I think Michel Serres has given us a good way to think about musical taste. In The Parasite, Serres remarks, ‘History is the locus of…immense effects with futile reasons, strong consequences from insignificant causes, rigorous effects from chance occurrences’ (20).

This sort of structure seems to me to be reproduced endlessly in our judgements about music. I’ve always been puzzled at how it could be possible for someone to dislike, say, Abba, or Webern, or John Butcher, or Tricky, or Saariaho, or whomever, when I love them so much. Could an objective schema of musical quality not be determined, and enforced(!)?

Clearly, accidental and incidental factors come into play. I’ve always conceived what I see as reactionary judgements in terms of a pre-structural framework that produces misbegettings of artists on a sort of hypersubjective plane outside of, or at least tangential to, the music as it appears to me. Needless to say, I replicate my own version of this plane when forming my own judgements. The Serres model shows us that such incidental factors very easily swell into larger and more permanent effects.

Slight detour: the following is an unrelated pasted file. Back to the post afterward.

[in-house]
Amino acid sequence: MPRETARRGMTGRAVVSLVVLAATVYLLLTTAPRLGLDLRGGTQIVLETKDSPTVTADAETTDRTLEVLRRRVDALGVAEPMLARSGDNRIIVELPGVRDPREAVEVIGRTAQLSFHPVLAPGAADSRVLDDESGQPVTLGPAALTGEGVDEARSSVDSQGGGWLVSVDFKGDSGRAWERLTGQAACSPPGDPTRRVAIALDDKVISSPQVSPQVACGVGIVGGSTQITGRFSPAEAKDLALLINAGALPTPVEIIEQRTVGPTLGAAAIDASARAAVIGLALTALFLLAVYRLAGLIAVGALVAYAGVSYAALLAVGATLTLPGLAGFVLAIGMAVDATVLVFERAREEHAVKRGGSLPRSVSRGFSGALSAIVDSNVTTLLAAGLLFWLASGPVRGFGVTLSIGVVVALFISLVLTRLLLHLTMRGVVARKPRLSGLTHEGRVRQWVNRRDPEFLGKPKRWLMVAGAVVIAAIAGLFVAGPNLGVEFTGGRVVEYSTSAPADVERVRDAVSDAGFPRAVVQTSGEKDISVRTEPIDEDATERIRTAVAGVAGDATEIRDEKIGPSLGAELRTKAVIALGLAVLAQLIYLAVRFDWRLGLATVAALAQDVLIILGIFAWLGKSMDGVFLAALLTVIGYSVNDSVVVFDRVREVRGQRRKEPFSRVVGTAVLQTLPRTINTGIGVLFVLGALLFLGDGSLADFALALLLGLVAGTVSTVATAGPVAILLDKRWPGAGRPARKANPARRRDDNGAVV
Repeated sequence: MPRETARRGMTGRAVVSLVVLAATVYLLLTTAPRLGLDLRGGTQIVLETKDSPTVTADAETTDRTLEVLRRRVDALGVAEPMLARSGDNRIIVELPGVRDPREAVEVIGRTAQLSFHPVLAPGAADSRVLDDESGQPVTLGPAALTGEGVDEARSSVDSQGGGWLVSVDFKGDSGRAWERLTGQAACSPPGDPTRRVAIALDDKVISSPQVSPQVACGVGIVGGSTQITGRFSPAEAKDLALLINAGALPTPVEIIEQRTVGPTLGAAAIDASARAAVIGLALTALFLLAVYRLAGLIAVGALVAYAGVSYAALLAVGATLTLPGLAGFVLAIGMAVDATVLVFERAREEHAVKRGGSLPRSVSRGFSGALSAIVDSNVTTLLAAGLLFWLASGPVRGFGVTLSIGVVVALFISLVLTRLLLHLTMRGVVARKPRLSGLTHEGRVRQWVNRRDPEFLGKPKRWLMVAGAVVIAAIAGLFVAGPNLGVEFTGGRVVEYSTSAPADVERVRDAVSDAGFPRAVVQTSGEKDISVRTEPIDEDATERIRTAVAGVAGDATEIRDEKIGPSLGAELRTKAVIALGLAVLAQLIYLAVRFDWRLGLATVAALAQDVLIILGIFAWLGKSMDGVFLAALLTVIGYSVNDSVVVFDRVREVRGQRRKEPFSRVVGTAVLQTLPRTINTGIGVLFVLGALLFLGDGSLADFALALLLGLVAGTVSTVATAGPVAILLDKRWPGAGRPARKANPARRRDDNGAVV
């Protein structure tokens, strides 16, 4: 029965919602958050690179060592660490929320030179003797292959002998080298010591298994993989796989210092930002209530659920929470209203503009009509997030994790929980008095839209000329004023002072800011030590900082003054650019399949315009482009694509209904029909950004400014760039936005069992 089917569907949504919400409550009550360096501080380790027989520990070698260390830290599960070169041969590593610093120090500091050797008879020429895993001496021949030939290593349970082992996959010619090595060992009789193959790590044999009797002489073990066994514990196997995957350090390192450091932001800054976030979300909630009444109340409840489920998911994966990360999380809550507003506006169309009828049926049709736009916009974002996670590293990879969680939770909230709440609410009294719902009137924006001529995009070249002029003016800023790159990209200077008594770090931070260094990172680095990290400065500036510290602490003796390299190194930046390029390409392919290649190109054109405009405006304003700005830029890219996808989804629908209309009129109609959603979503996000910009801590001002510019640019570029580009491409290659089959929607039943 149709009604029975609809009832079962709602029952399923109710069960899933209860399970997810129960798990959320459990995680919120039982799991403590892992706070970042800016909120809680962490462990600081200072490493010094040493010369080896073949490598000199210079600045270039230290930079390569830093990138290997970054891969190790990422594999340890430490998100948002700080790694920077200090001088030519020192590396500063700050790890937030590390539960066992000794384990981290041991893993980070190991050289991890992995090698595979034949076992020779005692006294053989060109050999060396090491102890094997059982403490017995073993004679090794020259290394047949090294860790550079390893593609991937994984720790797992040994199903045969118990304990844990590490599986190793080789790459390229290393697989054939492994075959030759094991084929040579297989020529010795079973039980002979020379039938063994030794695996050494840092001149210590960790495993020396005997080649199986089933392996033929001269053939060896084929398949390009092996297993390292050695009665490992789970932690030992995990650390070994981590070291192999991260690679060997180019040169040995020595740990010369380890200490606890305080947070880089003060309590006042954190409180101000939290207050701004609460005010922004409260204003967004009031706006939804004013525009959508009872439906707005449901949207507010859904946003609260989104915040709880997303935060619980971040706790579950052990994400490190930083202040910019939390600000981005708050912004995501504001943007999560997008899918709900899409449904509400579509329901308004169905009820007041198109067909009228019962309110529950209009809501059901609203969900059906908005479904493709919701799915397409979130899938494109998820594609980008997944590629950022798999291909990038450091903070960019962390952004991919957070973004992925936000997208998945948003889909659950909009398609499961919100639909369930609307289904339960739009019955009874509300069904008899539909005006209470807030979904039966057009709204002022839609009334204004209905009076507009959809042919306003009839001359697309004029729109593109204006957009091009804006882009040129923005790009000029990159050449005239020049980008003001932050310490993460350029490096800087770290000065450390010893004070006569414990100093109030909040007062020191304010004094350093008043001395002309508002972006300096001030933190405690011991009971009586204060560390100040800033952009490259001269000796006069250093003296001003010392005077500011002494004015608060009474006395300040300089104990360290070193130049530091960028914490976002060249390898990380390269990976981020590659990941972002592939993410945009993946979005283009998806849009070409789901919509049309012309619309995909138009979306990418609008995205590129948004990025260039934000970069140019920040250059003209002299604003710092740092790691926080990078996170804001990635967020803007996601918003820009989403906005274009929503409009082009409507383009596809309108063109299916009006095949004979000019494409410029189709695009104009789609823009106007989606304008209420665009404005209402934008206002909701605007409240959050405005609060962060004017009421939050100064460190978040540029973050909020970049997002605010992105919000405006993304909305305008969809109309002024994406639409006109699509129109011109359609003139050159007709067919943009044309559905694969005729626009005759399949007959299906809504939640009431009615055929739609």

Incidentally, here’s a review of mine of a truly mind-altering event: Phill Niblock’s Stosspeng set to the first section of Carlos Casas’ Avalanche.


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